A Non-Essential Amino Acid: Taurine

Taurine is a non-essential amino acid and is found in high concentrations in the white blood cells, skeletal muscles, central nervous system as well as the heart muscles.

What Taurine Is Good For?

In adults, but not children, this nutrient can be manufactured from methionine in the body and from cysteine in the liver, but vitamin B6 must be present.

Taurine is a key ingredient of bile, which in turn is needed for fat digestion, absorption of fat-soluble vitamins as well as the control of cholesterol serum levels in the body. Taurine is also used in the proper use of potassium, calcium as well as sodium in the body, and for maintaining cell membrane integrity.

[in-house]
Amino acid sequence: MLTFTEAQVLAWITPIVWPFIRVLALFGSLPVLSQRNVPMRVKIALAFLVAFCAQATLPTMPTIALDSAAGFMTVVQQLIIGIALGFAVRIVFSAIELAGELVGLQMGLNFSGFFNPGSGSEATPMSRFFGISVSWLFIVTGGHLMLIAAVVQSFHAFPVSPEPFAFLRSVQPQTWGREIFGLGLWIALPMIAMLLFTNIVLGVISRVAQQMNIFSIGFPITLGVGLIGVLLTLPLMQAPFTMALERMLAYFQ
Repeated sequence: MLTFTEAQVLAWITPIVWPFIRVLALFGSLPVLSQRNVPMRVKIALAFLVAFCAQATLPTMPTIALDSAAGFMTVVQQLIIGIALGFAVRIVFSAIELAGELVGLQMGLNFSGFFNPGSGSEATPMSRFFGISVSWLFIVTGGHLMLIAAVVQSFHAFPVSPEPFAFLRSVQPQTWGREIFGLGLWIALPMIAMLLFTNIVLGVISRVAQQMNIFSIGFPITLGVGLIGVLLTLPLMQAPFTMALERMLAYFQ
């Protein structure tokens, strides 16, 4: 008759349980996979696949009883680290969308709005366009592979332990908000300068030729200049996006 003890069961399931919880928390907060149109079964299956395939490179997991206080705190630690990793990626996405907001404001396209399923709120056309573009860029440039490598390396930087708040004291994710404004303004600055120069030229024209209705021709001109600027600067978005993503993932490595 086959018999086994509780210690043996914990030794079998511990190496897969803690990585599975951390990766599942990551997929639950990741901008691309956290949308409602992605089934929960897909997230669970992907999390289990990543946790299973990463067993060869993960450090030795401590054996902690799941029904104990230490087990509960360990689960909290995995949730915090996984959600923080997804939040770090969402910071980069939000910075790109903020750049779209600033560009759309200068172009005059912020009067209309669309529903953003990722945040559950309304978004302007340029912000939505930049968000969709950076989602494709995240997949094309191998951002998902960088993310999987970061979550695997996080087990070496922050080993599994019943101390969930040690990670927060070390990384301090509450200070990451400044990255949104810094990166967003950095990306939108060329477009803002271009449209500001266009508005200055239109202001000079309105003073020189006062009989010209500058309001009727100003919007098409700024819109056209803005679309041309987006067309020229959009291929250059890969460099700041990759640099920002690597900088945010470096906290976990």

Taurine is thought to be helpful with anxiety, hyperactivity, poor brain function and epilepsy as well as hydrating the brain. Taurine, together with zinc is also required for proper eye health and vision.

Vitamin B6 is required by the body to synthesize this nutrient from other nutrients.

No dosage has been established, but people who take supplements normally take 2 grams, three times per day.

Taurine is mostly found in meat and fish, and the adult body can manufacture it.

Read More: Essential Nutrients